The shock of Donald Trump’s election inspired an organized, determined resistance on many fronts and in many forms. One could be called a “democratic spring”: a long-germinating rebellion within the Democratic Party that gained strength with Bernie Sanders’ 2016 presidential bid and might just save the withered institution from itself.
The Left has sprouted an independent electoral infrastructure, including the formation of new groups like Our Revolution, Justice Democrats, Indivisible and Brand New Congress; the invigoration of existing political organizations like the Working Families Party; and a shift toward greater electoral engagement by groups like People’s Action and the Democratic Socialists of America.
Another trend, propelled by Trump’s grotesque misogyny and the emergence of the #MeToo movement, is a surge in the number of women running for office. As of mid-April, 331 women had filed to run, easily beating the old record of 298, set in 2012. Of those, Democrats outnumber Republicans 248 to 83.
Yet another is the galvanization of young people. A March survey by Harvard’s Institute of Politics found that 37 percent of people under 30 definitely plan to vote this fall, the most interest ever recorded in the poll, with Democrats driving the surge. In 2014, only 23 percent of respondents under 30 had definite plans to vote.
Removing Trump from office, whether through the impeachment process or the next presidential election, is a high priority for progressives. But when Trump is finally gone, an even more daunting challenge will remain: creating a political system that represents the people and the public interest.
This goal will not be achieved overnight, to say the least. It’s worth remembering that the current incarnation of the GOP began to take shape in the mid-1970s, with the fusion of corporate interests and a resurgent Christian Right. At the time, the Republican vision of breaking unions, redistributing wealth to the wealthiest, slashing corporate taxes, gutting the public sphere and privatizing public education must have seemed an impossible mountain to climb. Reforming the Democratic Party into a vehicle for a progressive agenda is no less daunting, given the way corporate money has swamped and deformed our democracy.
But a key lesson of the GOP’s radical shift to the right is that party transformation is possible, and primaries, more than general elections or conventions, are the soil in which party transformation takes root. Primary candidates often offer competing visions for the future, and challengers to an incumbent must either affirm or deny the party’s status quo.
Sanders’ 2016 bid is a case study on the effect a serious challenger can have. His relatively narrow loss to an icon of establishment politics, Hillary Clinton, suggests the depth of anger and desperation for reform within a broad segment of the party. The implications of the Sanders campaign will unfold for many years, but one clear effect is the spread of policy ideas pushing the party left, including Medicare for All, a $15 minimum wage, tuition-free college, free or subsidized child care, criminal justice and campaign finance reform, progressive taxation, and policies addressing economic inequality.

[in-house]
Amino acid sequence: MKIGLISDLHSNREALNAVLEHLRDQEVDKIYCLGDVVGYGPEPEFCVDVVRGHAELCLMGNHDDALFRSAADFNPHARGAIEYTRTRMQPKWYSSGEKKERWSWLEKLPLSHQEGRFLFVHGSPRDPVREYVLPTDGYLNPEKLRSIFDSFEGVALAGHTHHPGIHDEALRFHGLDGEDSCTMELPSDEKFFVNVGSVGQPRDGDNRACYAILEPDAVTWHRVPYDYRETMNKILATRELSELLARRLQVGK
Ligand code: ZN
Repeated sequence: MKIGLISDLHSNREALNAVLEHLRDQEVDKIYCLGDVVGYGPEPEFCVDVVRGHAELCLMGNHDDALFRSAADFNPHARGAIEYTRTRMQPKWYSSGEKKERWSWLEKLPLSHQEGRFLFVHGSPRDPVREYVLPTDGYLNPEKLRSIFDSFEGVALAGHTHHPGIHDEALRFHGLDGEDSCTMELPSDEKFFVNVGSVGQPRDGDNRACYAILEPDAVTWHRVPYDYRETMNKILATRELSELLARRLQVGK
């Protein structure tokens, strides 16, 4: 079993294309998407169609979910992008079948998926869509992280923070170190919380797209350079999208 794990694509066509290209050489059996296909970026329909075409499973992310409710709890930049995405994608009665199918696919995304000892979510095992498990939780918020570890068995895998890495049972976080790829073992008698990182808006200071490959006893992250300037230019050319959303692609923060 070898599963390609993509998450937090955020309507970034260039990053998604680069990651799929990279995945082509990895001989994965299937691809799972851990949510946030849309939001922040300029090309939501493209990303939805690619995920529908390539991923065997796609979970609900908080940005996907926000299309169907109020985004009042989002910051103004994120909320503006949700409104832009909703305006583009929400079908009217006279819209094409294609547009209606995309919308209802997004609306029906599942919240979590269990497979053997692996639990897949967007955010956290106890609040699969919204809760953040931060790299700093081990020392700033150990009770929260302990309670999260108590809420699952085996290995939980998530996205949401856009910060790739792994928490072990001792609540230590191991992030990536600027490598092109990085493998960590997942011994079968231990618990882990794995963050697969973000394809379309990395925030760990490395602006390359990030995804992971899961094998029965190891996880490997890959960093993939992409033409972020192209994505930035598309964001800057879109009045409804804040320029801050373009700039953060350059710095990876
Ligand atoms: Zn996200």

The 2016 Democratic Party platform at least nodded to many of these ideas, largely because of Sanders’ influence. Over the past 18 months, in a series of state party conventions and special elections, these ideas have been the distinguishing mark between progressives and establishment Democrats. The current midterm contests are the most forceful and comprehensive expression of this ongoing challenge and will set the stage for epic battles to define the party in 2020 and far beyond.
The national news media have spotlighted and obsessed over a few races, most notably Marie Newman in Illinois, Stacey Abrams in Georgia, Randy Bryce in Wisconsin, Cynthia Nixon in New York and Ben Jealous in Maryland. All merit the attention, but the focus on a few high-profile candidates obscures the passion for change and the range of issues inspiring a plethora of progressives to run — in defiance of Trump, surely, but also in response to the failures of the Democratic Party.
The dozen candidates for state and federal offices profiled in the following pages have attracted relatively little national press, but they offer a wide window on the multi-dimensional movement to transform the party. In a U.S. House race, for example, Sarah Smith prioritizes an antiwar stance. In state legislature races, Jovanka Beckles focuses on affordable housing and Alessandra Biaggi calls out campaign finance corruption. Some will win and some will lose, but all are aiming to help grow organizations, coalitions and a grassroots base that have the power to fundamentally change the status quo — beginning inside the Democratic Party and radiating out.
Whether this momentum will amount to a political revolution is unknowable. One painful truth underscored by the Trump era is that, though the arc of history is long, it doesn’t bend toward any definite conclusion. And yet, primary by primary, issue by issue, perhaps progressives can bend it ever so slightly toward justice once again.
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